Is This For Real?
Reports on the new oil and gas bounty have met with considerable skepticism. Some energy analysts are concerned that the new "unconventional" supply is limited and will be quickly tapped because some of the impacts of the new drilling are unknown and the history is so new.
The Oil Producing Export Countries, or OPEC, may have a competitive ax to grind, but in a recent release it questioned the U.S. forecast.
Others are worried that the drilling, most of which is occurring on private land, will create environmental problems and be blocked or stymied by new regulation. Still others fear that the phenomenon could lead the U.S. to export oil and gas, driving prices higher and squandering a rich resource.
But those with the most insight into production figures from what are known in the industry as "tight" oil and gas resources, a term derived from the difficulty in recovering them from the rock formations, say the critics fail to appreciate just how rich these fields are turning out to be.
(Watch: Residents Welcome New West Texas Energy Boom)
"There's a great expression in the oil business: 'Oil's been found where it's been found before,'" said Scott Tinker, director of the Bureau of Economic Geology at the University of Texas. "These big oil- and gas-rich basins already are producing from the conventional reservoirs that leaked off of the shale. Most of these big basins … have rich source rocks.
"The source rocks are the kitchen where the oil and gas are cooked before they leaked out into the conventional reservoir. We've drilled the conventional reservoir. There's still some to be drilled, but the kitchen is what we're drilling now, and it contains a lot more oil and gas than what was leaked."
(Read More: Oil Pares Gains on Bearish US Supply Report)
Tinker leads a group that just completed a comprehensive survey of a major natural gas field, the Barnett Shale in Texas, and is now studying the Fayetteville Shale in Arkansas, the Haynesville-Bossier field on the Gulf Coast and beginning to look at the Marcellus, which extends through Ohio, Pennsylvania and New York. He said that after the Barnett survey, which showed a cumulative 44 trillion cubic feet of recoverable natural gas reserves with production extending through the year 2030, he is more confident than ever about the supply.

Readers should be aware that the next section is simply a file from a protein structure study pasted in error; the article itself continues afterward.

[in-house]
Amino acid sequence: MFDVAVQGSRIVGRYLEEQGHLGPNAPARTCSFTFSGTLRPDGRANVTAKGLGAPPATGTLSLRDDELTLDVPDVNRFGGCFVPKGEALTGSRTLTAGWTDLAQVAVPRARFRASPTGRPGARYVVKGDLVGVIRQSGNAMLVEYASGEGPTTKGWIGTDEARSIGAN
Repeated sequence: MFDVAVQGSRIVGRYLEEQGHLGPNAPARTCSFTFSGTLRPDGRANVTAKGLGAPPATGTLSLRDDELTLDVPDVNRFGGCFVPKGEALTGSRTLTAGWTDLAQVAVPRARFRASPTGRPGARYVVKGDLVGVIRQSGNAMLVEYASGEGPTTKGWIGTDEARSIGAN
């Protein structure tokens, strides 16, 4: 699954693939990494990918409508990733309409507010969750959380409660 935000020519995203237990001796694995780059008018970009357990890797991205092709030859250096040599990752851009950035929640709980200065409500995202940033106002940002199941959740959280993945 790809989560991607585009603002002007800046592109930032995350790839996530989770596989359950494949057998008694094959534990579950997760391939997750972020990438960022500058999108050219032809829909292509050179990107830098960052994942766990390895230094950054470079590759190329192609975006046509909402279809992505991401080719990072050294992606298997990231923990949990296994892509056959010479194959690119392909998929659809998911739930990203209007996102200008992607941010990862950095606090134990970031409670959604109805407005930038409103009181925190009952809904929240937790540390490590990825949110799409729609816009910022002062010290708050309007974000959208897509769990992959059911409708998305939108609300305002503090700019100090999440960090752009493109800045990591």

The U.S. consumed 24 trillion cubic feet of natural gas in 2011 and Barnett supplied about 10 percent of that, the study said.
"It gives us tremendous confidence," he said. "It's real."
That confidence is reflected in the most recent estimates of U.S. oil and gas reserves.
Thanks to the new drilling techniques, an estimated 2,200 trillion cubic feet of recoverable natural gas in the U.S. – or a century's worth -- and billions of barrels of oil are now believed to be locked in rock formations, spanning from California to Pennsylvania, according to the EIA.
Similarly, the U.S. government estimated in 2010 that the U.S. had proven reserves of just 25.2 billion barrels of oil – or about four years' worth at recent consumption rates. The "tight oil," or unconventional oil supply, is believed to be double that amount, or about 58 billion barrels, according to John Staub, an analyst with the EIA.
That means the U.S. now is estimated to have total technically recoverable resources equaling 223 billion barrels when all potential offshore oil and in tight oil zones is taken into account, he said.
"In 2006, we were a little under 150 billion barrels, and it's kind of just slowly grown over time," said Staub of the technically recoverable oil. "The technology improves and changes our understanding of how much of the resource can be accessed."